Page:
A new method for chemically treating dioxins and PCBs could help to destroy the toxic pollutants.
A New York City-based company believes it has found a way to safely and cheaply dispose of polychlorinated pollutants such as dioxins and polychlorinated biphenyls (PCBs). Its trick is to encapsulate highly reactive compounds that are already known to breakdown the pollutants, but have hitherto been too unstable for practical use.
Dioxins and PCBs are particularly persistent chemicals, which makes them very difficult to break down and dispose of. “Controlled incineration has been the most effective means of getting rid of them,” says Greg Merrill, managing director of the Chlorine Chemistry Council, an industry association representing chlorine makers and a division of the American Chemistry Council in Arlington, VA.
But while incineration is the treatment of choice for high concentrations of contaminated waste, lower concentrations tend to be placed in hazardous-waste landfills, he says.
Burying it in the ground is less than ideal, says Paul Johnston, head of Greenpeace Research Laboratories at the University of Exeter, U.K. And few incinerators in the world are capable of incinerating dioxins and PCBs without the secondary formation of dioxins.
So, SiGNa Chemistry, the New York-based startup, has developed a remediation method that uses alkali metals, a group of elemental metals that include sodium and lithium, to react with and destroy the polychlorinated pollutants. While such alkali metals are usually too unstable to use for such applications–for one thing, they’re explosive when mixed with water–SiGNa Chemistry’s trick is to encapsulate them in a porous silica gel, explains Michael Lefenfeld, the company’s founder and a chemist at Columbia University in New York City. What makes the technology effective is that the resulting powder preserves the reactivity of the alkali metal but not its volatility. “They associate to [the alkali metals], they don’t chemically bond to it,” says Lefenfeld.
According to the Environmental Protection Agency, other chemical treatments for breaking up PCBs exist; but they involve operating at very low temperatures, which pushes up the cost, says Lefenfeld. “We do everything at room temperature,” he says. By filtering wastes like contaminated soil or sludge through a column of these powders, they’ve shown that it’s possible to dehalogenate them. By binding to the halogen atoms–such as bromine, chlorine, iodine, and fluorine–that are present in the dioxins and PCBs, the treatment compounds break up the toxic chemicals into their harmless constituents. For example, the alkali metals bind to the chlorine atoms that hold some dioxins together, causing the dioxins to break up.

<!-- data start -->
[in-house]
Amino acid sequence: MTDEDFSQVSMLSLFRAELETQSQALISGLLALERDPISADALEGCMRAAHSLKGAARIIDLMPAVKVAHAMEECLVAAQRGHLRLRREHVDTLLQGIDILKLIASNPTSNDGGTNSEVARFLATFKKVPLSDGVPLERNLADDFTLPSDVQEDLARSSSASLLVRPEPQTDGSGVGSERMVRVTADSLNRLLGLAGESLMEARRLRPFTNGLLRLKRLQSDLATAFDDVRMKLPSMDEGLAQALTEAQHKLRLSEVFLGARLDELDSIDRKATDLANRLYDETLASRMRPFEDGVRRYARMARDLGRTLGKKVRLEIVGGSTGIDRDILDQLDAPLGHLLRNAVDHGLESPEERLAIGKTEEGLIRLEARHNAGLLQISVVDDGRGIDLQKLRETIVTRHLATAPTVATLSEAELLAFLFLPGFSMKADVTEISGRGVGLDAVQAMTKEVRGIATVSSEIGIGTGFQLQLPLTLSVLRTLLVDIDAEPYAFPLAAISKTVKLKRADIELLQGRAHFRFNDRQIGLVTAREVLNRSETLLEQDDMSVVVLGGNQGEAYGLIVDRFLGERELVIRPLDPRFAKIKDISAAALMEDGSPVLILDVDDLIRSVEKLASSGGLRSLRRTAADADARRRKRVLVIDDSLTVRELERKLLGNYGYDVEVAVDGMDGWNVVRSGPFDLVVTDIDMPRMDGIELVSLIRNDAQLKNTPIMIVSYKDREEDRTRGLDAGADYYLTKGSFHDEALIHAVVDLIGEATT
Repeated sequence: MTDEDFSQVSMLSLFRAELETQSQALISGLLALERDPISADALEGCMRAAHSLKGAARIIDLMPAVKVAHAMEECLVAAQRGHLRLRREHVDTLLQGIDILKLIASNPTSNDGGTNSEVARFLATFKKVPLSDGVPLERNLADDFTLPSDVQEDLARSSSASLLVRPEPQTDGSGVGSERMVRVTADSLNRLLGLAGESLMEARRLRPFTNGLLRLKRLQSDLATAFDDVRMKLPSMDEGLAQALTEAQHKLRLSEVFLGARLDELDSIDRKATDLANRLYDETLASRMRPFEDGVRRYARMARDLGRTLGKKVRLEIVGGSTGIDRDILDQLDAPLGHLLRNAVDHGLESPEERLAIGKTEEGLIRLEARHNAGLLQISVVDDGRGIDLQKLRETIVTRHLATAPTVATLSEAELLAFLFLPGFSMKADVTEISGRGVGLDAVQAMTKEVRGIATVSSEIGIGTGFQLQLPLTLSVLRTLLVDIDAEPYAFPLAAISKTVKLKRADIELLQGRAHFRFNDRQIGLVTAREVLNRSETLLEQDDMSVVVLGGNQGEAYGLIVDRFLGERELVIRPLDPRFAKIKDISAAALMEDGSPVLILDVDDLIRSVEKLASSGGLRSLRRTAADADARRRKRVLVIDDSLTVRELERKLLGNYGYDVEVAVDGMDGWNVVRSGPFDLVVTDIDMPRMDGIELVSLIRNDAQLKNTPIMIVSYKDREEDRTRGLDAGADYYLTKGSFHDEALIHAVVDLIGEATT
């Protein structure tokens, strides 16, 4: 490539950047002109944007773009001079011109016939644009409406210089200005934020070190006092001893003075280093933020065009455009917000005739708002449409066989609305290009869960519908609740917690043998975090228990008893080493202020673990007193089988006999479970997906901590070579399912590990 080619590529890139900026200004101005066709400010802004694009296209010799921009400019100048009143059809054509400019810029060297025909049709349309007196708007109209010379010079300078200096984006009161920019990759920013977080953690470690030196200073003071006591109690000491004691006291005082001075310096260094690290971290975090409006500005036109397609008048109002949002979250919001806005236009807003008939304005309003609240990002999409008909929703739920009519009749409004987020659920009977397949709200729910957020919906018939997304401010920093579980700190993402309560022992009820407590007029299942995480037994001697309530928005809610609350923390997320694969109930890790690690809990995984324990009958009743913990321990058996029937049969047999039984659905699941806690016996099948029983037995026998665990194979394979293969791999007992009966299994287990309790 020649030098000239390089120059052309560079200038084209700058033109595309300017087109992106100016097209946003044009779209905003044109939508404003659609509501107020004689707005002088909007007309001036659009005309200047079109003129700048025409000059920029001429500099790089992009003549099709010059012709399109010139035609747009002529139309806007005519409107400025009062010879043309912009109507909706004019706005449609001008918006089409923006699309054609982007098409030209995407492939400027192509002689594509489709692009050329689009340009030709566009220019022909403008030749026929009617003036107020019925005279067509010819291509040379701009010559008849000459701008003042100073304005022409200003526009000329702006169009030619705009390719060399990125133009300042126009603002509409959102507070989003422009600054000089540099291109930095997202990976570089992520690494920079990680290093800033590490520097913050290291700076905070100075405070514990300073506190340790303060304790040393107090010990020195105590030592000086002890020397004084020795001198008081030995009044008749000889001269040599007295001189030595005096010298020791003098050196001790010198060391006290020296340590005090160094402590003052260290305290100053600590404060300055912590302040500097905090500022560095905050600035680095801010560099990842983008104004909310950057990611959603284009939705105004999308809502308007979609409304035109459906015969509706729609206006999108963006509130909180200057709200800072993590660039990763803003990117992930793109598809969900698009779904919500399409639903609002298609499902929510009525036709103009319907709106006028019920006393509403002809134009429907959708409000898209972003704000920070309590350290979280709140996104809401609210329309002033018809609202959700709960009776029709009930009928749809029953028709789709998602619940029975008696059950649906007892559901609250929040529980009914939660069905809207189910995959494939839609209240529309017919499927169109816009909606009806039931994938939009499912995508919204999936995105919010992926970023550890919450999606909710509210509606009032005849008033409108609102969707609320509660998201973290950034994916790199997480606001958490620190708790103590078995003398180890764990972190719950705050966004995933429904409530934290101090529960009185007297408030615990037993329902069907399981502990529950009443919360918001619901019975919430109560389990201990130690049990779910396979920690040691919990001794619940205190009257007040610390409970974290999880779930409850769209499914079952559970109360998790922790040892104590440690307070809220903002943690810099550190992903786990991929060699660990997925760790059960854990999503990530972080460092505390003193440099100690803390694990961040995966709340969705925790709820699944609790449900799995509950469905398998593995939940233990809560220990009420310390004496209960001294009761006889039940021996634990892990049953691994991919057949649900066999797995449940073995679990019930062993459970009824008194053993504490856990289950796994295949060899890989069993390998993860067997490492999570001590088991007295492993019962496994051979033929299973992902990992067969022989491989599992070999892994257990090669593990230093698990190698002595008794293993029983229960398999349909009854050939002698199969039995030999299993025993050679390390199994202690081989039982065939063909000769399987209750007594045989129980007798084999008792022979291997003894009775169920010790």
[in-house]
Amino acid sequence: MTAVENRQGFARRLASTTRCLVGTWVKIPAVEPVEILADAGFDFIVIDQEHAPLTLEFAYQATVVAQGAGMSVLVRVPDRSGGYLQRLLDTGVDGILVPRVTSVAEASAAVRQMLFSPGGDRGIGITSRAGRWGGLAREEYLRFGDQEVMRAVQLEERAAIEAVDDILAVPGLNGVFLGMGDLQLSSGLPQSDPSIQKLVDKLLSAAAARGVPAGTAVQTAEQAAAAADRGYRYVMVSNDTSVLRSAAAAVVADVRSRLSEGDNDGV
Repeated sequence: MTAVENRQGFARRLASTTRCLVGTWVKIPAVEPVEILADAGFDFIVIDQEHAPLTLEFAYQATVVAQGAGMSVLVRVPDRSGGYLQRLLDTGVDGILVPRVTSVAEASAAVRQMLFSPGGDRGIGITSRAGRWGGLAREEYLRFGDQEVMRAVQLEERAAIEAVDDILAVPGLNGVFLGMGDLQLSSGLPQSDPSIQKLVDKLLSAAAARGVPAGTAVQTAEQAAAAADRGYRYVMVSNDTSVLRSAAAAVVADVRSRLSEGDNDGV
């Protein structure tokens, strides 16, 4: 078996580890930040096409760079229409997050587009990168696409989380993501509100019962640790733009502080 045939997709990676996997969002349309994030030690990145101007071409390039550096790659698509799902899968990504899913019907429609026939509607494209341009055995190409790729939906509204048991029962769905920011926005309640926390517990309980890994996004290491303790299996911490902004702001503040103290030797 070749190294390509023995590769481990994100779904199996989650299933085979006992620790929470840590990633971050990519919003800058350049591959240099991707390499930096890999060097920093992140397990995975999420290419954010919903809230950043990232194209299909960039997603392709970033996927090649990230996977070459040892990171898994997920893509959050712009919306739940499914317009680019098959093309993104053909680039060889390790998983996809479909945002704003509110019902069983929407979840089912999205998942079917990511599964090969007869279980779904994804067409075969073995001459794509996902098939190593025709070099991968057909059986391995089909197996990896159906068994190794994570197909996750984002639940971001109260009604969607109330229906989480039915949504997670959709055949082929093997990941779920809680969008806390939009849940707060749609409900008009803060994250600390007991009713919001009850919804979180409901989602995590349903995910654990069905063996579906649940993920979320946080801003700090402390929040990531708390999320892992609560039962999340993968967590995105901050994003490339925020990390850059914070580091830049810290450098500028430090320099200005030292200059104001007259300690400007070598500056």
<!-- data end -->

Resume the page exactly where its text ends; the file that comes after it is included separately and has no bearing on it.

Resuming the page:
Chemical treatment would be a much more attractive option than incineration, says Bob Crabtree, a chemist at Yale University. If other scientists can reproduce the SiGNa Chemistry’s experimental results, this method could well be the way forward, he says.
A new method for chemically treating dioxins would be welcomed, says the industry council’s Merrill, but he also downplays the scale of the problem. The amount of dioxins produced has plummeted in the last two decades, he says, due to regulations ensuring that alternative manufacturing practices are put into place. The ultimate solution, Merrill says, is not in finding a better way to dispose of dioxins, but in stopping the production of them in the first place.
But Exeter’s Johnston says there’s still a need to properly dispose of waste contaminated with dioxins and PCBs. “It’s not just the United States that has these huge stockpiles of persistent organic pollutants,” he says, but places like Africa as well. “The critical question is whether [this new method] is going to be able to compete with other routes of disposal,” says Johnston. It will have to be cheaper than incineration to get people to switch from burning this waste, he says.
It should be able to compete with storing polychlorinated pollutants and with existing chemical treatments for them, says SiGNA founder Lefenfeld. But he admits that the treatment won’t be able to compete with incineration in cost. “Nothing is cheaper than igniting a flame,” he says.
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